Views / Backstage Pass London

Ride up to the bicycle film festival and art show

A breeze ruffles your hair as you speed down the road. The sunlight rests lightly on your skin, and the ambient noise of nature surrounds you. Maybe you catch a glimpse of a yellow finch or some purple flowers by the side of the road.

All of that can come from indulging in one simple pleasure — riding your bike.

“One of my favourite places to be is on my bike riding it. It gives me a sense of freedom,” says Melissa Parrott, organizer of the bicycle film festival and art show at East Village Arts Collective.

“It’s one of the best ways to get around the city, and it’s great exercise and eco-friendly too.”

The event takes place on Thursday and is part of Thames Region Ecological Association’s 23rd Annual Bicycle Festival, which runs through June 16 with workshops, lectures and group bike rides.

The art show features bike-inspired paintings, collages, drawings, photographs, jewelry, bicycle buttons and stamps.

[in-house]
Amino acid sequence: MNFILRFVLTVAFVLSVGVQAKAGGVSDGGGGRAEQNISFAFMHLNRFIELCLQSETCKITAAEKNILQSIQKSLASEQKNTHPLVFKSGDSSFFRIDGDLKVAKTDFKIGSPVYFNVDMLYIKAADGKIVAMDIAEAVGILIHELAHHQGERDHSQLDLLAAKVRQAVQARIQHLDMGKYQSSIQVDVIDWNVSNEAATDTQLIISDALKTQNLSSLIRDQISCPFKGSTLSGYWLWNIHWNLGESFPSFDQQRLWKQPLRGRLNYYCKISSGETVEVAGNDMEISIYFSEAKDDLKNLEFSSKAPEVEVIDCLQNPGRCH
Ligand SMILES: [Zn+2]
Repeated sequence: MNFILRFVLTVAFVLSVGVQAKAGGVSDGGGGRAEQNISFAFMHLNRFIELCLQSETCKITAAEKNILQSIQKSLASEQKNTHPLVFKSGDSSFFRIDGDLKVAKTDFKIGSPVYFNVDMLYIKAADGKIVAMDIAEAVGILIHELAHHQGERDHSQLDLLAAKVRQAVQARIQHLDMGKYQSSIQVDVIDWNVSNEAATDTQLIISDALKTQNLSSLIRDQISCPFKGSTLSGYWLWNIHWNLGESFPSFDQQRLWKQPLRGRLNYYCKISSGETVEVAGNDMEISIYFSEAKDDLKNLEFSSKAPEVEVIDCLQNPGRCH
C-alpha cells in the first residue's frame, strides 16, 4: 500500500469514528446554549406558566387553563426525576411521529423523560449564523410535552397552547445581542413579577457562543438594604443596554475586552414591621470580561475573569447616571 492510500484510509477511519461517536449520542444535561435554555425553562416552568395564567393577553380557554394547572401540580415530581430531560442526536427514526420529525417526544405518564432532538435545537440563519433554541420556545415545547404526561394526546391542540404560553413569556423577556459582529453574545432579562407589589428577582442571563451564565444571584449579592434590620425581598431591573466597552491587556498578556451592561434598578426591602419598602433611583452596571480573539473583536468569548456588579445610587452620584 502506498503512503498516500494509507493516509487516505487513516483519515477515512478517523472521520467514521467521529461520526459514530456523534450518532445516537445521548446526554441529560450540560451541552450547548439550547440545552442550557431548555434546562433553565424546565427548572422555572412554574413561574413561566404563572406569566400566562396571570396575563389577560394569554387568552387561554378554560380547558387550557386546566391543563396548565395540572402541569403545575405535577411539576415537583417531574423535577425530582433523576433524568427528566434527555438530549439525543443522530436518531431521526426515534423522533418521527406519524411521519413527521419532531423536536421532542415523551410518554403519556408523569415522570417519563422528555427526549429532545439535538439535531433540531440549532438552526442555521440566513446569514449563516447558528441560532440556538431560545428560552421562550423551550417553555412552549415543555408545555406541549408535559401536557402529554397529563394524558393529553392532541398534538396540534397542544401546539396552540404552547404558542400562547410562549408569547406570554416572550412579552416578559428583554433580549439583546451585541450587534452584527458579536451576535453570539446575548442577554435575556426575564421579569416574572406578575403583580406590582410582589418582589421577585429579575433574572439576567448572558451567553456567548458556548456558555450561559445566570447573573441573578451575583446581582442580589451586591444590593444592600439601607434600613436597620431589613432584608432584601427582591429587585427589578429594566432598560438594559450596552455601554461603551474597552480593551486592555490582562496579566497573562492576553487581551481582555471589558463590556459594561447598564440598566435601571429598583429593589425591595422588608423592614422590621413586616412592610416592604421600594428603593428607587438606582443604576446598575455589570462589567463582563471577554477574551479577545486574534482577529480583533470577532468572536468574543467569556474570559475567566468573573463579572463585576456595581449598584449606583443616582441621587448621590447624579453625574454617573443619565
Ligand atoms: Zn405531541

Parrott created her art with actual bike parts.

“I used bike parts as stencils. I took bike rims and sprockets and held them over canvass and spray painted on top with pink, green and chrome gold,” she said.

Parrott also helped shoot one of the festival’s short films called Kain’s Woods, which features mountain biker Mark Drewe as he takes on a complicated London trail.

Drewe shot most of the film with a GoPro mounted to his chest.

“It’s one of my favourite trails to ride of all the places I’ve been to, even Florida and Colorado,” says Drewe, who’s been riding the trail for eight years. “It’s so close to home, and it’s so good.

“It’s a pretty advanced trail. It has a lot of roots and some jumps. There’s a narrow bit where you are riding on the edge of a steep fall and then a bit where you have to ride across a fallen log passing over a creek.”

Biking in the city is different, he says, because you have to be aware of cars.

“Even though there are more bike lanes, and it’s getting better, I really am not comfortable riding on the road,” says Drewe. “All it takes is one driver not paying attention. Getting hit by a car is worse than falling on any other trail.”

The bicycle festival brings safety and a love of biking to the forefront.

“This festival is saying, ‘There is a community of people that do and enjoy this,’” he said. “It’s great to see because you know you’re not alone. And cyclists are really friendly people.”

The film screening takes place at 8 p.m. at the East Village Arts Collective (757 Dundas St.). Art will be on display through Sunday.

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